Monday, October 14, 2013

Scramble for Mayorship: · 10.626 Contenders for 360 Top Jobs in Councils Nationwide

By Cassimania Faison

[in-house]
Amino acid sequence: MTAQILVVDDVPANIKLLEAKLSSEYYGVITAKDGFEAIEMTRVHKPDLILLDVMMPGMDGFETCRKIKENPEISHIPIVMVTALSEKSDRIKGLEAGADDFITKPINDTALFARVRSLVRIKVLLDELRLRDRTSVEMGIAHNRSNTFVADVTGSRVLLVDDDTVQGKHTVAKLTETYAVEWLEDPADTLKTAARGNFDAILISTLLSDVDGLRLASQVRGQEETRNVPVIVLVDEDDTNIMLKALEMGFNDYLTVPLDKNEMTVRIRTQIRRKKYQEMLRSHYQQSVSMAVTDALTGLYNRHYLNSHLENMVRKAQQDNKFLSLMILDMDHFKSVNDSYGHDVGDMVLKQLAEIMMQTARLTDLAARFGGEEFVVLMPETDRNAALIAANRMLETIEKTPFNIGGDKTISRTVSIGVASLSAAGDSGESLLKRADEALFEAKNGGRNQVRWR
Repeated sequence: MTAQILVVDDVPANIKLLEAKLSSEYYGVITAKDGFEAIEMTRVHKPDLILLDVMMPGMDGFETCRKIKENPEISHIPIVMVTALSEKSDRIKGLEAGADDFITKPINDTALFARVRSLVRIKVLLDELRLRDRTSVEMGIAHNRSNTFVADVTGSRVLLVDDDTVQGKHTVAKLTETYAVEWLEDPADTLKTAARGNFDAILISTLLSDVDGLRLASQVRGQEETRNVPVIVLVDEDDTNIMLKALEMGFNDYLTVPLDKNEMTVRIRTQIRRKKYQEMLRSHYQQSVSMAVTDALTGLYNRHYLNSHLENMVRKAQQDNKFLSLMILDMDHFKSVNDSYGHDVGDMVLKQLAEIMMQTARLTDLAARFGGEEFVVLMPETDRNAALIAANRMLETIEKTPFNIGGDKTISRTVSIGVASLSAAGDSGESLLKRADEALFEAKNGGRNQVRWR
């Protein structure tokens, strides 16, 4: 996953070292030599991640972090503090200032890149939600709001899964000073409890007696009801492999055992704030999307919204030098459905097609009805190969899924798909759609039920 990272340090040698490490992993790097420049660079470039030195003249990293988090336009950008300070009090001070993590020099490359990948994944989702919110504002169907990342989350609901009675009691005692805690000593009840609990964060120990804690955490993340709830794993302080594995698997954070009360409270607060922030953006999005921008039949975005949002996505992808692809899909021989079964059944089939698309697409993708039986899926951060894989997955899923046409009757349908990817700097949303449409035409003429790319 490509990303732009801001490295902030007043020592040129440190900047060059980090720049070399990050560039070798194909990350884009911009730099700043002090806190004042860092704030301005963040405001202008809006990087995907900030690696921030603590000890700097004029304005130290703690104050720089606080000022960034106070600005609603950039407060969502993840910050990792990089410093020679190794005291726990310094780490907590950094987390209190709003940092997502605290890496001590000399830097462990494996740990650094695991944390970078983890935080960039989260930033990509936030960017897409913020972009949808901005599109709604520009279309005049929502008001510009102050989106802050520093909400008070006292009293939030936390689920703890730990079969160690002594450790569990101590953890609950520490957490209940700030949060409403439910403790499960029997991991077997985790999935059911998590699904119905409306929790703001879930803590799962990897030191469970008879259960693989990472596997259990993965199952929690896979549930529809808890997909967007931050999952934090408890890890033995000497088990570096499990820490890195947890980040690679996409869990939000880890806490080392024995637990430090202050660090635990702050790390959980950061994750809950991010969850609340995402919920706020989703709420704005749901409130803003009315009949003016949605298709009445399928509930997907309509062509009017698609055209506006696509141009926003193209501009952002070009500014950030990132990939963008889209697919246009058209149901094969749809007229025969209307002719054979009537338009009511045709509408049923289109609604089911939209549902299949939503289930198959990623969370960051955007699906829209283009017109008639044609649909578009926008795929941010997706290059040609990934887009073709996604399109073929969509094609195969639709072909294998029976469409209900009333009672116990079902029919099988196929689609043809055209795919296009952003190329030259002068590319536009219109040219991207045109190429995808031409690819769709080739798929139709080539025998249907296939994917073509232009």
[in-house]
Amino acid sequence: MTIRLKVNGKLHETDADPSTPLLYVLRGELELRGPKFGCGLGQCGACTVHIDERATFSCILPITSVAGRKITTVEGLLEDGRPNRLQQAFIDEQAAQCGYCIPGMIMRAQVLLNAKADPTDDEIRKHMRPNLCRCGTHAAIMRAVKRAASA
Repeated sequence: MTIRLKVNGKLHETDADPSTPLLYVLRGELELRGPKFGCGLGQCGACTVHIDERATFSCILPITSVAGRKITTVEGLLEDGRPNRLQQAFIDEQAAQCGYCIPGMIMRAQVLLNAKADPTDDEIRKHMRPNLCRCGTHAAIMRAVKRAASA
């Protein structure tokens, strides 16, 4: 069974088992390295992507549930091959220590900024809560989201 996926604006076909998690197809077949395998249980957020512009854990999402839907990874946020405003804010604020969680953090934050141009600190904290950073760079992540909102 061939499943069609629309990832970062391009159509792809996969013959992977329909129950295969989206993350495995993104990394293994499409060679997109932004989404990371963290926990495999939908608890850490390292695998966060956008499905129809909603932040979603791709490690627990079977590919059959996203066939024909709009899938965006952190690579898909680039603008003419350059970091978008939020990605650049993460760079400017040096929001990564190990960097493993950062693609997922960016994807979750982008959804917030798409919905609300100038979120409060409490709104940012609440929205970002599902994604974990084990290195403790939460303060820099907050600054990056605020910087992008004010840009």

After being elected on September 30, 2013, a total number of 10, 626 councilors nationwide will by October 16, 2013 play to another political gallery of electing mayors and deputies to pilot the affairs in 360 municipalities nationwide. If not of the fact that mayors are selected (handpicked) by the various political parties, the 10.626 councilors per the law are potential mayors. However, it is alleged that the investiture of the various political parties that emerged victorious have been busy examining applications and handpicking mayors. Meanwhile, it is alleged that some candidates gunning for mayoral positions have been spending their time with marabouts. Those trying to unseat the incumbents as well as those in office have been spotted in parties’ headquarters trying to corrupt party officials. Many of those who worked together for the party to emerge victorious we gathered are no more in talking terms. This is so because everyone is suspicious of everybody. In some municipalities, money is said to be changing hands as potential candidates paying off others to get their votes.